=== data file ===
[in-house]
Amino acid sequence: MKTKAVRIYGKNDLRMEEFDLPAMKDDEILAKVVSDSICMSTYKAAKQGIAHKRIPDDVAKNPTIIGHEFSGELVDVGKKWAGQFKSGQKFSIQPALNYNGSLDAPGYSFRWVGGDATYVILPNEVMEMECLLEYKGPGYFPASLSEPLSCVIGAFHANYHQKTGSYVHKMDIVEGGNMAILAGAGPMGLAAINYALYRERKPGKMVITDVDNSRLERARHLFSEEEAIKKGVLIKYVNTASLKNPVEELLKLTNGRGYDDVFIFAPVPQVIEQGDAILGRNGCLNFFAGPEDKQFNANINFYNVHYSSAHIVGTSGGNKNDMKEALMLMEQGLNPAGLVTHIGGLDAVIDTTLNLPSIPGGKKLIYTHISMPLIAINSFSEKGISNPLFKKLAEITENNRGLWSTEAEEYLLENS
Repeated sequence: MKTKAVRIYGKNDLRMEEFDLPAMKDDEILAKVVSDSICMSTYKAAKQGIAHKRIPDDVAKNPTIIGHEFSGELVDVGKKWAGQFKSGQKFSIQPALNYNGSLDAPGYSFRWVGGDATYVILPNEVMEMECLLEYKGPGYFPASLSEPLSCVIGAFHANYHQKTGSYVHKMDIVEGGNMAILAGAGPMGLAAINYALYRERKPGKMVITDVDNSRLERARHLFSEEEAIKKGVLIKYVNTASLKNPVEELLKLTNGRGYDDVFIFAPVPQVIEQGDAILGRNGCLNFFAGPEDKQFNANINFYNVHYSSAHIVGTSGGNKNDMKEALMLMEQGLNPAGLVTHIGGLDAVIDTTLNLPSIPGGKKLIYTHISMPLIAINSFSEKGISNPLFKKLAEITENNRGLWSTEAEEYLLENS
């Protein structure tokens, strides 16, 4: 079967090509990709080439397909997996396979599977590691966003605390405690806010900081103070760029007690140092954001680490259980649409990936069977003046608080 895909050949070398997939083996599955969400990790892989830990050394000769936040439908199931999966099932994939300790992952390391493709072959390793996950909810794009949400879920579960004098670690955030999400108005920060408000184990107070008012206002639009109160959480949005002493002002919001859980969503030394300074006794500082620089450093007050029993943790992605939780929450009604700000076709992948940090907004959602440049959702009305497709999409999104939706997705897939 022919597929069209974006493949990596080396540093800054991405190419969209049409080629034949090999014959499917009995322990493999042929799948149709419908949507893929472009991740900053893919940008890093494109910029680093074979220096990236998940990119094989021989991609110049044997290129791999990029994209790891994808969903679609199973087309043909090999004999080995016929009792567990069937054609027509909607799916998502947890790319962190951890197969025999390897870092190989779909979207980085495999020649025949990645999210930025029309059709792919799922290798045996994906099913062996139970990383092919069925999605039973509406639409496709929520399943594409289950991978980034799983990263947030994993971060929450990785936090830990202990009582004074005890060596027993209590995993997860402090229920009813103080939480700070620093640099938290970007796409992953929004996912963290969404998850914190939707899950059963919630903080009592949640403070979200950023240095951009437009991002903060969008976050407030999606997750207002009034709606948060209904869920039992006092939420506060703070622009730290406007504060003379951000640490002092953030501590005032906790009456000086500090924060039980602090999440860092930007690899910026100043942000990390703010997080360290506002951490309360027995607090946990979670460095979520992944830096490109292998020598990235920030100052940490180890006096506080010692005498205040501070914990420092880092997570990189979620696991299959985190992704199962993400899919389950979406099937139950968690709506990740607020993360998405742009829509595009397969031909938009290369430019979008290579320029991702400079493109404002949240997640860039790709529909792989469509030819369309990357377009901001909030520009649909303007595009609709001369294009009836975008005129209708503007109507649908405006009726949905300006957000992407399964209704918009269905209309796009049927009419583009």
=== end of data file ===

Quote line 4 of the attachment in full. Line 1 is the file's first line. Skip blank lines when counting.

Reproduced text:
């Protein structure tokens, strides 16, 4: 079967090509990709080439397909997996396979599977590691966003605390405690806010900081103070760029007690140092954001680490259980649409990936069977003046608080 895909050949070398997939083996599955969400990790892989830990050394000769936040439908199931999966099932994939300790992952390391493709072959390793996950909810794009949400879920579960004098670690955030999400108005920060408000184990107070008012206002639009109160959480949005002493002002919001859980969503030394300074006794500082620089450093007050029993943790992605939780929450009604700000076709992948940090907004959602440049959702009305497709999409999104939706997705897939 022919597929069209974006493949990596080396540093800054991405190419969209049409080629034949090999014959499917009995322990493999042929799948149709419908949507893929472009991740900053893919940008890093494109910029680093074979220096990236998940990119094989021989991609110049044997290129791999990029994209790891994808969903679609199973087309043909090999004999080995016929009792567990069937054609027509909607799916998502947890790319962190951890197969025999390897870092190989779909979207980085495999020649025949990645999210930025029309059709792919799922290798045996994906099913062996139970990383092919069925999605039973509406639409496709929520399943594409289950991978980034799983990263947030994993971060929450990785936090830990202990009582004074005890060596027993209590995993997860402090229920009813103080939480700070620093640099938290970007796409992953929004996912963290969404998850914190939707899950059963919630903080009592949640403070979200950023240095951009437009991002903060969008976050407030999606997750207002009034709606948060209904869920039992006092939420506060703070622009730290406007504060003379951000640490002092953030501590005032906790009456000086500090924060039980602090999440860092930007690899910026100043942000990390703010997080360290506002951490309360027995607090946990979670460095979520992944830096490109292998020598990235920030100052940490180890006096506080010692005498205040501070914990420092880092997570990189979620696991299959985190992704199962993400899919389950979406099937139950968690709506990740607020993360998405742009829509595009397969031909938009290369430019979008290579320029991702400079493109404002949240997640860039790709529909792989469509030819369309990357377009901001909030520009649909303007595009609709001369294009009836975008005129209708503007109507649908405006009726949905300006957000992407399964209704918009269905209309796009049927009419583009």